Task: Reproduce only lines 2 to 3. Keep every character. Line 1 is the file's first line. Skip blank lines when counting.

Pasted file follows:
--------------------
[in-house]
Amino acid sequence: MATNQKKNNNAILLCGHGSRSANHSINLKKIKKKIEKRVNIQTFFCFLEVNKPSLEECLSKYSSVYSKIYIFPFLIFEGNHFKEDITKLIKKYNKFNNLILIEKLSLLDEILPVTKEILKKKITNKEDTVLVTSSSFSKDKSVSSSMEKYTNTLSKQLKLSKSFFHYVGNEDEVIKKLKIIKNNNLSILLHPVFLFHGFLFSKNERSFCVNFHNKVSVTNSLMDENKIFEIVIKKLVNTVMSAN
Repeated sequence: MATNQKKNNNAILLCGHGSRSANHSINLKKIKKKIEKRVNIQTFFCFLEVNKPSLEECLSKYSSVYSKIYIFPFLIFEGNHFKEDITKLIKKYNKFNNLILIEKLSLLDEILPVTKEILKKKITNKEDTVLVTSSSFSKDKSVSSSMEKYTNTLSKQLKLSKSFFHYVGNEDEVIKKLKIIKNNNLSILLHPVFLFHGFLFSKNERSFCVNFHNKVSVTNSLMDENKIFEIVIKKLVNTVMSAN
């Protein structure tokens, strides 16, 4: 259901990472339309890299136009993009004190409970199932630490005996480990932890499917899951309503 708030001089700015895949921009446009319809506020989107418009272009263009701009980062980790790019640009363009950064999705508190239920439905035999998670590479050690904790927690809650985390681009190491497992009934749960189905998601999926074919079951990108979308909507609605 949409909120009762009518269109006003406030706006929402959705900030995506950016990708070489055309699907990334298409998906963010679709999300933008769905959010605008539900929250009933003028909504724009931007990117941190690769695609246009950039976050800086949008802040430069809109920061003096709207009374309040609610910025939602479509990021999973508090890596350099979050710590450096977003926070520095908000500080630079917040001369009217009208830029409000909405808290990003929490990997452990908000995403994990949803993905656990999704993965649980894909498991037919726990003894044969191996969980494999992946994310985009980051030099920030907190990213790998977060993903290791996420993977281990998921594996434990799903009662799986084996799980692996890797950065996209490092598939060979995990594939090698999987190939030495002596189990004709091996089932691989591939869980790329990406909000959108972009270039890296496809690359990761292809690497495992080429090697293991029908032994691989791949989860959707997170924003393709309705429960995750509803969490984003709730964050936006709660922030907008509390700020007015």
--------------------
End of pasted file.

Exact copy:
Amino acid sequence: MATNQKKNNNAILLCGHGSRSANHSINLKKIKKKIEKRVNIQTFFCFLEVNKPSLEECLSKYSSVYSKIYIFPFLIFEGNHFKEDITKLIKKYNKFNNLILIEKLSLLDEILPVTKEILKKKITNKEDTVLVTSSSFSKDKSVSSSMEKYTNTLSKQLKLSKSFFHYVGNEDEVIKKLKIIKNNNLSILLHPVFLFHGFLFSKNERSFCVNFHNKVSVTNSLMDENKIFEIVIKKLVNTVMSAN
Repeated sequence: MATNQKKNNNAILLCGHGSRSANHSINLKKIKKKIEKRVNIQTFFCFLEVNKPSLEECLSKYSSVYSKIYIFPFLIFEGNHFKEDITKLIKKYNKFNNLILIEKLSLLDEILPVTKEILKKKITNKEDTVLVTSSSFSKDKSVSSSMEKYTNTLSKQLKLSKSFFHYVGNEDEVIKKLKIIKNNNLSILLHPVFLFHGFLFSKNERSFCVNFHNKVSVTNSLMDENKIFEIVIKKLVNTVMSAN